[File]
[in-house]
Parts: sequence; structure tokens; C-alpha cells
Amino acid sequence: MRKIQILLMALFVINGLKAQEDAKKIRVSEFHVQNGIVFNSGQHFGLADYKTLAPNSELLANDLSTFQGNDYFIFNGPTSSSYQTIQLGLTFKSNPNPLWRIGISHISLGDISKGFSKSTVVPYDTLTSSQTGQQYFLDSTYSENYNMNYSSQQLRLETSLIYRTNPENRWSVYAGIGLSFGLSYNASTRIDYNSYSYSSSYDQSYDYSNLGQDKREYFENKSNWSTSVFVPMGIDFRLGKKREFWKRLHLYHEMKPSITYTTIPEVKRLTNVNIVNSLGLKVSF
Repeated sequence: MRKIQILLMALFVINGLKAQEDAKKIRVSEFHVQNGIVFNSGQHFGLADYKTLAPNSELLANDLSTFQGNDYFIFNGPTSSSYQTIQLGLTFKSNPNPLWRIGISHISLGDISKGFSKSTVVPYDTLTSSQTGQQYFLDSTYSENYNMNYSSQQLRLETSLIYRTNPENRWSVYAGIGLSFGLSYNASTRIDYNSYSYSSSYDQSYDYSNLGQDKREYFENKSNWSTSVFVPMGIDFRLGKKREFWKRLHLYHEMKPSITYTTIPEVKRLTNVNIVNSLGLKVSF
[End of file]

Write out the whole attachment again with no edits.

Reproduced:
[in-house]
Parts: sequence; structure tokens; C-alpha cells
Amino acid sequence: MRKIQILLMALFVINGLKAQEDAKKIRVSEFHVQNGIVFNSGQHFGLADYKTLAPNSELLANDLSTFQGNDYFIFNGPTSSSYQTIQLGLTFKSNPNPLWRIGISHISLGDISKGFSKSTVVPYDTLTSSQTGQQYFLDSTYSENYNMNYSSQQLRLETSLIYRTNPENRWSVYAGIGLSFGLSYNASTRIDYNSYSYSSSYDQSYDYSNLGQDKREYFENKSNWSTSVFVPMGIDFRLGKKREFWKRLHLYHEMKPSITYTTIPEVKRLTNVNIVNSLGLKVSF
Repeated sequence: MRKIQILLMALFVINGLKAQEDAKKIRVSEFHVQNGIVFNSGQHFGLADYKTLAPNSELLANDLSTFQGNDYFIFNGPTSSSYQTIQLGLTFKSNPNPLWRIGISHISLGDISKGFSKSTVVPYDTLTSSQTGQQYFLDSTYSENYNMNYSSQQLRLETSLIYRTNPENRWSVYAGIGLSFGLSYNASTRIDYNSYSYSSSYDQSYDYSNLGQDKREYFENKSNWSTSVFVPMGIDFRLGKKREFWKRLHLYHEMKPSITYTTIPEVKRLTNVNIVNSLGLKVSF